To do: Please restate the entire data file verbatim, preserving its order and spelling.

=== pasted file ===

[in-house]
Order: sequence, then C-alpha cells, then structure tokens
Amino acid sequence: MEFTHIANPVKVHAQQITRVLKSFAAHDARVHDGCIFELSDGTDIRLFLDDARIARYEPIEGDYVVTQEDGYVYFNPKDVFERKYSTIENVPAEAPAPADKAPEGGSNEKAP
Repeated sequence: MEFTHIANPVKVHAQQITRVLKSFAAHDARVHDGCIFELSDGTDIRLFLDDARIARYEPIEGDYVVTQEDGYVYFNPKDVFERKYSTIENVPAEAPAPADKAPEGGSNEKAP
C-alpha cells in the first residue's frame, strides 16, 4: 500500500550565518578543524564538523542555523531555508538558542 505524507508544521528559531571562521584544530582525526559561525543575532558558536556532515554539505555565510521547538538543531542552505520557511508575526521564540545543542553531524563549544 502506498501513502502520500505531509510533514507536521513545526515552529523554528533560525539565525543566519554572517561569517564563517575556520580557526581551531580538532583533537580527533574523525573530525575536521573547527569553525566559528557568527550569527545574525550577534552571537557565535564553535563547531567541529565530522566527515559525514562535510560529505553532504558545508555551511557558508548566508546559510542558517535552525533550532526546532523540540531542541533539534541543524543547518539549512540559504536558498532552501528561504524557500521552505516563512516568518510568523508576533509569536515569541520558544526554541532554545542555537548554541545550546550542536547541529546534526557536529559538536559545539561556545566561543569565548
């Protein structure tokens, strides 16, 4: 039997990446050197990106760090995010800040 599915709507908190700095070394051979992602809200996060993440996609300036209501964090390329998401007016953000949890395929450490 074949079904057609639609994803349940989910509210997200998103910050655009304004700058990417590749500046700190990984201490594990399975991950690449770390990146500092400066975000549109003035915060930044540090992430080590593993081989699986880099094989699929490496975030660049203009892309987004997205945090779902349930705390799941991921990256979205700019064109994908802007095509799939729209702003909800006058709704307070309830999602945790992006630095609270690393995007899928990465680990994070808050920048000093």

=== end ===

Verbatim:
[in-house]
Order: sequence, then C-alpha cells, then structure tokens
Amino acid sequence: MEFTHIANPVKVHAQQITRVLKSFAAHDARVHDGCIFELSDGTDIRLFLDDARIARYEPIEGDYVVTQEDGYVYFNPKDVFERKYSTIENVPAEAPAPADKAPEGGSNEKAP
Repeated sequence: MEFTHIANPVKVHAQQITRVLKSFAAHDARVHDGCIFELSDGTDIRLFLDDARIARYEPIEGDYVVTQEDGYVYFNPKDVFERKYSTIENVPAEAPAPADKAPEGGSNEKAP
C-alpha cells in the first residue's frame, strides 16, 4: 500500500550565518578543524564538523542555523531555508538558542 505524507508544521528559531571562521584544530582525526559561525543575532558558536556532515554539505555565510521547538538543531542552505520557511508575526521564540545543542553531524563549544 502506498501513502502520500505531509510533514507536521513545526515552529523554528533560525539565525543566519554572517561569517564563517575556520580557526581551531580538532583533537580527533574523525573530525575536521573547527569553525566559528557568527550569527545574525550577534552571537557565535564553535563547531567541529565530522566527515559525514562535510560529505553532504558545508555551511557558508548566508546559510542558517535552525533550532526546532523540540531542541533539534541543524543547518539549512540559504536558498532552501528561504524557500521552505516563512516568518510568523508576533509569536515569541520558544526554541532554545542555537548554541545550546550542536547541529546534526557536529559538536559545539561556545566561543569565548
């Protein structure tokens, strides 16, 4: 039997990446050197990106760090995010800040 599915709507908190700095070394051979992602809200996060993440996609300036209501964090390329998401007016953000949890395929450490 074949079904057609639609994803349940989910509210997200998103910050655009304004700058990417590749500046700190990984201490594990399975991950690449770390990146500092400066975000549109003035915060930044540090992430080590593993081989699986880099094989699929490496975030660049203009892309987004997205945090779902349930705390799941991921990256979205700019064109994908802007095509799939729209702003909800006058709704307070309830999602945790992006630095609270690393995007899928990465680990994070808050920048000093």